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September 1, 2017

Business Is Run on Fun: How Customer Support Defines Software

Business is run on fun

By: Gavin Hagemeier, Aptronics Enterprise Engineer

Customer support is perhaps the most important factor for any organisation that relies on third-party software to run its day-to-day operations. And while open source software has many virtues, its unrivalled level of support is where it really shines – supported by a community of thousands of amateurs, professionals and hobbyists.

It’s why low-level, server-side software is so often Linux-based. I can’t think of a single case where a data centre isn’t fundamental to maintaining business continuity, and that demands the rock-solid reliability Linux is known for.

Even in the case of less critical issues, reliable, timely incident response is crucial for business continuity. That’s not to say that enterprise-level software serves no purpose. Enterprise has the resources and talent to innovate and is making huge strides, particularly in the field of XaaS.

Unfortunately, enterprises are also beholden to their stakeholders and have to account for huge operational overheads. The easiest way to do that is to release a new OS – an entirely new software environment – every few years, to reinvigorate markets and resell to their already large customer bases. The effect, however, is dropped support for older software, which is now prohibitively costly to continue to develop for.

Open source organisations, on the other hand, extract useful code from the community and ensure it’s enterprise ready. Their product isn’t the software itself but the strategic support they can provide. Critically, by using code the open source community is intimately familiar with, they can get as many eyes on problems as is necessary. And because Linux is iterated upon rather than replaced wholesale, support for older versions is rarely dropped; there’s always someone in the community who’s keen to work on it – that’s the spark I’m referring to.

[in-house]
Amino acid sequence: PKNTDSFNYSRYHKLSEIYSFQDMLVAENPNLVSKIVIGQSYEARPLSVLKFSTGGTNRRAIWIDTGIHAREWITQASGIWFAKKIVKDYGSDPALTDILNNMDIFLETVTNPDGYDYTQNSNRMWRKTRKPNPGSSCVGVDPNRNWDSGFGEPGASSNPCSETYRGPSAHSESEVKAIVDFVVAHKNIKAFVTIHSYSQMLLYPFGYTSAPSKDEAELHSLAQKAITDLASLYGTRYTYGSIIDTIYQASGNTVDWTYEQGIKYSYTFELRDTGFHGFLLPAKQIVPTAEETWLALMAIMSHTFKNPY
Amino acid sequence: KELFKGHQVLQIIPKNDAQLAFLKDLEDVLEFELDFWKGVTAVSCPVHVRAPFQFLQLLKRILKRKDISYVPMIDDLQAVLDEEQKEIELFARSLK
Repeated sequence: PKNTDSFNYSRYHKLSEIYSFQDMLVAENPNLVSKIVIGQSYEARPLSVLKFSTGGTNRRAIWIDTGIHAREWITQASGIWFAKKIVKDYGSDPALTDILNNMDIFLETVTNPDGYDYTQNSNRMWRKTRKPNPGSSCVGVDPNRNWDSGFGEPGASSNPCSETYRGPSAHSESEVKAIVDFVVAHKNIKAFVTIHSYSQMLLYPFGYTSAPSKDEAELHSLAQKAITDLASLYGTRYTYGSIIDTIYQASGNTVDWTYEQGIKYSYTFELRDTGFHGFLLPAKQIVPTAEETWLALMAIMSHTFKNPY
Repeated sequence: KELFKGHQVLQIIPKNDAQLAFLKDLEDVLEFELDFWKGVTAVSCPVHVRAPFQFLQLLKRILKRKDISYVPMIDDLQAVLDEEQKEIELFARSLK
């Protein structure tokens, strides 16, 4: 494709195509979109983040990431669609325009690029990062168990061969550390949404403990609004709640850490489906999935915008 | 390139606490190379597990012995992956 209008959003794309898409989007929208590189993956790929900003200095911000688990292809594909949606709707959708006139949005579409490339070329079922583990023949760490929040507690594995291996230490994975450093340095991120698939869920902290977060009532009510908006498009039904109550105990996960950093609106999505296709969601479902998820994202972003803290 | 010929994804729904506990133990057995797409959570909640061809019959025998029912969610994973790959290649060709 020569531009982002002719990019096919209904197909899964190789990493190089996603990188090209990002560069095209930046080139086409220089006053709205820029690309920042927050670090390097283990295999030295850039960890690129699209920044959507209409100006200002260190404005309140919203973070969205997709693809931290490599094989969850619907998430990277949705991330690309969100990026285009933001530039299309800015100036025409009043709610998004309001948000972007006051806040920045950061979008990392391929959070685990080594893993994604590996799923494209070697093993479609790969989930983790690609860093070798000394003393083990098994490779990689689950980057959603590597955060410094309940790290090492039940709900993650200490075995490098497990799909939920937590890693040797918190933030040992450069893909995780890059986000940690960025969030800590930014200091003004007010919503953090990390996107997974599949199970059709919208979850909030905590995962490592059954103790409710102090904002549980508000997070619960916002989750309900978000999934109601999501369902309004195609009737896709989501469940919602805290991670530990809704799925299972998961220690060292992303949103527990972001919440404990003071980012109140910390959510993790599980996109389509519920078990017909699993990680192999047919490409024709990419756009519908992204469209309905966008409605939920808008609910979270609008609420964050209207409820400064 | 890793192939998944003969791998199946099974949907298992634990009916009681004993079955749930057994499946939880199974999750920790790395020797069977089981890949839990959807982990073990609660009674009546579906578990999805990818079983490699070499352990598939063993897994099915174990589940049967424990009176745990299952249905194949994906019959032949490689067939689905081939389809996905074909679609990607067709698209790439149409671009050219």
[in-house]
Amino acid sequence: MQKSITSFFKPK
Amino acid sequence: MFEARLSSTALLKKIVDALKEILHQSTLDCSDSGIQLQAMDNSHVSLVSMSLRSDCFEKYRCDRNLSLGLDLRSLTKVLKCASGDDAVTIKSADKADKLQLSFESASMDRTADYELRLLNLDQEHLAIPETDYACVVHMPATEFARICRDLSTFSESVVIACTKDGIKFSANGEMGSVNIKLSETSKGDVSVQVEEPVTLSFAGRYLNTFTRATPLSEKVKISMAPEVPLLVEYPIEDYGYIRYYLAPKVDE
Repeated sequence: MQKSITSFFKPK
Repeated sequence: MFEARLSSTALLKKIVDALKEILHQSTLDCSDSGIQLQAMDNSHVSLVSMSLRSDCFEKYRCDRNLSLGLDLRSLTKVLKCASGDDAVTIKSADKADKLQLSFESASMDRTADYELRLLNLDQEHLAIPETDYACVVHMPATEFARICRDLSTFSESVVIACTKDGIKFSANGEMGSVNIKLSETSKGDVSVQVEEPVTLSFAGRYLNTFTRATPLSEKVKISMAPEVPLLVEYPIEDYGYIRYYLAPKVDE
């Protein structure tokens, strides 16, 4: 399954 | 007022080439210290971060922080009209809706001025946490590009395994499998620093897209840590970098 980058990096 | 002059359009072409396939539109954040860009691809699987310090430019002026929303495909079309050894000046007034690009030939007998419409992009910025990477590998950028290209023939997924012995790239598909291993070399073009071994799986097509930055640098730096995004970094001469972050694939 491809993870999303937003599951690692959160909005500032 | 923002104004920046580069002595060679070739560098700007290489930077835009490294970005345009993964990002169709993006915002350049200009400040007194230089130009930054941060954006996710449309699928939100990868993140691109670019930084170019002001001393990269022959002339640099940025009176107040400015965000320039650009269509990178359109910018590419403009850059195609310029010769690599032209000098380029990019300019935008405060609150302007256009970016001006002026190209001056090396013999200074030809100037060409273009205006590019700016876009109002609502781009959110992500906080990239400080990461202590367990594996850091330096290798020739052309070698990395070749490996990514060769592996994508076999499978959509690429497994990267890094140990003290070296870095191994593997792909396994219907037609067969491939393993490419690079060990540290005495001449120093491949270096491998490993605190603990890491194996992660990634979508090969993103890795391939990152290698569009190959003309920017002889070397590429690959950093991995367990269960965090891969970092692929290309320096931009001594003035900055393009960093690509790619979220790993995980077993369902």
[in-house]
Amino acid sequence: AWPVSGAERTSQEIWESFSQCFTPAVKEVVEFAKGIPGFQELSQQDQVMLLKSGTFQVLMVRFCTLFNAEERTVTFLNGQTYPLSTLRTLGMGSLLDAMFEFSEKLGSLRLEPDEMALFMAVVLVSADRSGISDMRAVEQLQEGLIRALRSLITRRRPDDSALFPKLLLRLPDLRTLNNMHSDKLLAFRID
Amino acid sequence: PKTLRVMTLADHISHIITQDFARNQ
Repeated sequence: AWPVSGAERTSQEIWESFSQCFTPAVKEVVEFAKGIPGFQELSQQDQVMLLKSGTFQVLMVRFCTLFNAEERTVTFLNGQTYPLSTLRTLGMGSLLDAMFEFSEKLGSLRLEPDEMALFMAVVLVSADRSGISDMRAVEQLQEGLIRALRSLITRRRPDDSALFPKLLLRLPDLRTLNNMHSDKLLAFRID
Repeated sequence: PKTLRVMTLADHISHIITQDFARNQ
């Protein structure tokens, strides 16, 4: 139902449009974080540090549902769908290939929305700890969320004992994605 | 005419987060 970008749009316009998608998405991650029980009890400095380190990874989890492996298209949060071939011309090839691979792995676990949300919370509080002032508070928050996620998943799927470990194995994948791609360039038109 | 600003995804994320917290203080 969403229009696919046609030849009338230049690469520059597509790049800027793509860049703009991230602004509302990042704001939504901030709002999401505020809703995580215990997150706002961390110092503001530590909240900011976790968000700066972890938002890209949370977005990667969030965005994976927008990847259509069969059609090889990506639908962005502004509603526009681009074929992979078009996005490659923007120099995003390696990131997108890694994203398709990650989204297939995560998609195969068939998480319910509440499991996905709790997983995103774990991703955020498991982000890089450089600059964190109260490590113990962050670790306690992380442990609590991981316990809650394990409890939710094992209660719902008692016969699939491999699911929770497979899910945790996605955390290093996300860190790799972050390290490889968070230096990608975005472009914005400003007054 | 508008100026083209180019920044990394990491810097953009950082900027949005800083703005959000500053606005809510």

Open source software is a project of passion; it’s fun to develop for. That’s why there’s a thriving community. It’s not hard to imagine that ‘having fun’ is directly responsible for Linux’s significant market share and why open source companies are staffed by some of the best minds in the industry. Who doesn’t want to do what they enjoy as their day job? That’s what both concerns and excites me.

For the longest time, some of the world’s largest open source companies did what they did for the love of the community. They derived a sizeable income from their support services, granted, but the bottom line was never the first priority. That seems to be changing, and I’d never thought I’d say this, but some businesses should not be driven by growth.

On the plus side, enterprise has learnt from the open source community, particularly in the era of cloud computing, and is moving away from 5-year product cycles and lacklustre support. Instead, plug-and-play technology, convenience, visibility, simplicity, and customer support are at the forefront of their businesses, and it’s making a world of difference.

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